Dolphins are some of the most fascinating creatures on Earth. Their friendly face and sweet demeanor elicit smiles from all who come in contact with them. The way they jump and twirl is a captivating spectacle for anyone lucky enough to cross paths with them. And of course, there is nothing like witnessing a pod of dolphins swim beautifully in unison, clearly at peace and happy to be together in their ocean home. Unfortunately, as with many animals in today’s society, dolphins are being exploited. Marine parks and aquariums rip dolphins away from their families, train them using cruel methods like food deprivation, and then make them perform asinine tricks in front of a crowd, knowing that their happy-looking face will cover up any of the trauma they have endured behind the scenes.
As mentioned before, the way these marine parks are able to get a hold of dolphins is by hunting them. One of the most infamous dolphin hunt expeditions happens between September and March every year in Taiji, a tiny coastal fishing town in Japan. The hunters that participate in this bloody and vicious “tradition” chase terrified pods of dolphins into a narrow channel and then into a cove where they either murder the dolphins to sell as meat and then pick out the “pretty ones” so they can be transferred to marine parks and aquariums and spend the rest of their days performing or on display. Considering the hunters have to round up these animals against their will, it’s no surprise that many of the dolphins end up with injuries.
Knowing that they need these dolphins to survive long enough to make it to the marine park, hunters will employ some pretty extreme measures to remedy the injuries as much as they can and make sure that the dolphins are getting an adequate amount of food and hydration. Recently, Ric O’Barry’s Dolphin Project, one of the organizations who has set up camp in Taiji to monitor the goings on during the hunt, captured a heartbreaking scene. The hunters were “hydrating” one of their captive dolphins by placing a tube down their throat. In the ocean, dolphins typically get hydration from the fish they eat and are able to monitor their own physiology and eat when they need to. However, when these animals are held captive they do not get this freedom and have to be hydrated and fed on whatever schedule their trainers decide on.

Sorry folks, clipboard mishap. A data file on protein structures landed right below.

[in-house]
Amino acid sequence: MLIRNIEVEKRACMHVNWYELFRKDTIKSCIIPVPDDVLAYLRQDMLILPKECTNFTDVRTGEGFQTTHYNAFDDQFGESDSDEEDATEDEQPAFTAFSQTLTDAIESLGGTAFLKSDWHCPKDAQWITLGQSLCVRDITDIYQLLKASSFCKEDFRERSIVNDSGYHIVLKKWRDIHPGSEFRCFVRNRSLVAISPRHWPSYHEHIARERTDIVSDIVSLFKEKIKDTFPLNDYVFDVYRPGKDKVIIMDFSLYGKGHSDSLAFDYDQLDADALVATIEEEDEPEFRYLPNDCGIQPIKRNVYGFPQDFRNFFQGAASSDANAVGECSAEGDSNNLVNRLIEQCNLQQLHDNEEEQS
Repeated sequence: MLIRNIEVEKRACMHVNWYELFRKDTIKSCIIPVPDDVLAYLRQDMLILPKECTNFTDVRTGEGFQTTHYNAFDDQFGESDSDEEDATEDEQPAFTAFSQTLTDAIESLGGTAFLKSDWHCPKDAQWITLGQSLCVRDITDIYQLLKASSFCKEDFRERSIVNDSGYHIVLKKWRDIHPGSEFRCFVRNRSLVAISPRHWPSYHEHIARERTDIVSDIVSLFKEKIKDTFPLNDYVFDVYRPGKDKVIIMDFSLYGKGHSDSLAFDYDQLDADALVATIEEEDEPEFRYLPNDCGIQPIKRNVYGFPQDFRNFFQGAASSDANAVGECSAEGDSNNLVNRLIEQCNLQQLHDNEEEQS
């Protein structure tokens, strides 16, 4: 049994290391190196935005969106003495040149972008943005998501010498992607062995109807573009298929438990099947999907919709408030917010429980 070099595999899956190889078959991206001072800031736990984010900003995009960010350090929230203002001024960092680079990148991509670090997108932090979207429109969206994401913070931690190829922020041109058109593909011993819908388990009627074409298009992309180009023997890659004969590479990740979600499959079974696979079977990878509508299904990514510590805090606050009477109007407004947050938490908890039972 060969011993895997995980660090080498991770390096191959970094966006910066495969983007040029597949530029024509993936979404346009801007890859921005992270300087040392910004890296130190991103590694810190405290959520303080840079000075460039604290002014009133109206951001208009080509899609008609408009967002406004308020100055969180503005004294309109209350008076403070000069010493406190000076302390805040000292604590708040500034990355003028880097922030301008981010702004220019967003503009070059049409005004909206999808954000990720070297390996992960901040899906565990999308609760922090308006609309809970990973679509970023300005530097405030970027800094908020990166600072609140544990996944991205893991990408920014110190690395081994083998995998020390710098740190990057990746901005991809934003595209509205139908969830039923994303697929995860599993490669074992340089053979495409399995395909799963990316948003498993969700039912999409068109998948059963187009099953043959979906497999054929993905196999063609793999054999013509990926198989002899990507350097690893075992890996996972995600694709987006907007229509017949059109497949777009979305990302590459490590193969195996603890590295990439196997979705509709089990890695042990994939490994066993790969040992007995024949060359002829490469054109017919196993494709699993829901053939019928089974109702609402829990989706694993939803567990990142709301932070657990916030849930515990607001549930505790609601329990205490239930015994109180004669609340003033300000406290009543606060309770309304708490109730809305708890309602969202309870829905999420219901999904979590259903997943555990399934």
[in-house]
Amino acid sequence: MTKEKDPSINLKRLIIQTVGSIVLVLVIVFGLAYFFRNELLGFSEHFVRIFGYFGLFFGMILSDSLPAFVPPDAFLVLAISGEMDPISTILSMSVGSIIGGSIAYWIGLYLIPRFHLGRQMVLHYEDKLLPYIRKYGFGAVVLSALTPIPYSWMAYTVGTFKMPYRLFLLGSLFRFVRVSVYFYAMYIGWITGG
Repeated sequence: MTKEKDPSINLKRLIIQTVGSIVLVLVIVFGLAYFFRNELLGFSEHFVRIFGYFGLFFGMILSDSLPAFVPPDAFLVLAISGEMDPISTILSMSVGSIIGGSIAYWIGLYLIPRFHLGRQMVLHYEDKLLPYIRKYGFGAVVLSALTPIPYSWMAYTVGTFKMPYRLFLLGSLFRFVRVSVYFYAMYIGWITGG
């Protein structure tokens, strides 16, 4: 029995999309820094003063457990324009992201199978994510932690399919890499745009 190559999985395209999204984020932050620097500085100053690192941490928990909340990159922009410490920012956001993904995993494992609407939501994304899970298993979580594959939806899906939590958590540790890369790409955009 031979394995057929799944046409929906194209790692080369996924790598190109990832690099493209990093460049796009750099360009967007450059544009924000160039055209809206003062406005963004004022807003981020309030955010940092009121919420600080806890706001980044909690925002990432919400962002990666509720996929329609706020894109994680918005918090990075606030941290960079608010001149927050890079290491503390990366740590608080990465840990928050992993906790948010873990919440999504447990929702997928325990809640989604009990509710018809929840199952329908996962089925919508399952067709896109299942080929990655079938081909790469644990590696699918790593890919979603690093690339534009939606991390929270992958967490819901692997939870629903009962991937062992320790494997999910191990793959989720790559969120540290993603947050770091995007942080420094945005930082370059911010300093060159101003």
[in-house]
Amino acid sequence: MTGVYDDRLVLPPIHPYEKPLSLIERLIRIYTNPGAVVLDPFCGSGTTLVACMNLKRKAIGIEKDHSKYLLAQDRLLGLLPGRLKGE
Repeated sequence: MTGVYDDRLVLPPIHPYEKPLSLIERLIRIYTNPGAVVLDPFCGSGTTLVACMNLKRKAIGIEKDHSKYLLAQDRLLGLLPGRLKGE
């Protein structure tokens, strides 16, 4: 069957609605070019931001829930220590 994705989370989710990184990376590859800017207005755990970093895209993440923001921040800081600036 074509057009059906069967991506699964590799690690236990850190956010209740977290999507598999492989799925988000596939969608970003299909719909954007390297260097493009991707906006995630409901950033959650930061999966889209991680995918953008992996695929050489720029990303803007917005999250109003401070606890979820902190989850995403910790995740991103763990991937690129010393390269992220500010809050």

Sadly, this is just one of the many ways captivity completely warps life for dolphins. To say this is unnatural would be an understatement.
In order to keep the dolphins alive long enough to reach the marine parks and aquariums, hunters will also inject medication and insert pills into the dead fish that they feed to the dolphins. If you think that sounds absolutely bizarre, just wait until you see it unfold below. Sea Shepherd Society, another organization currently in Taiji was able to record the sight:
Dolphins deserve so much more than this. These marine mammals are self-aware and become stressed and irritated when confined, just like anyone else. When kept in captivity they show disheartening zoochotic behaviors such as swimming in circles repetitively, establishing pecking orders and lying motionless at the surface or on the aquarium floor for relatively long periods of time. Some captive dolphins have even ended their own lives due to their extreme distress and depression.
While a number of people have shared their opposition to this vicious hunt and industry in general, there is still work to be done to end this practice. These dolphins end up in facilities all around the world, not just in Japan so, the best way you can help dolphins in captivity is to pledge to never buy a ticket to any marine park or aquarium. and urge your friends and family to do the same. Share this article to spread awareness about the Taiji hunt and the horrific injustice being perpetrated to dolphins right now.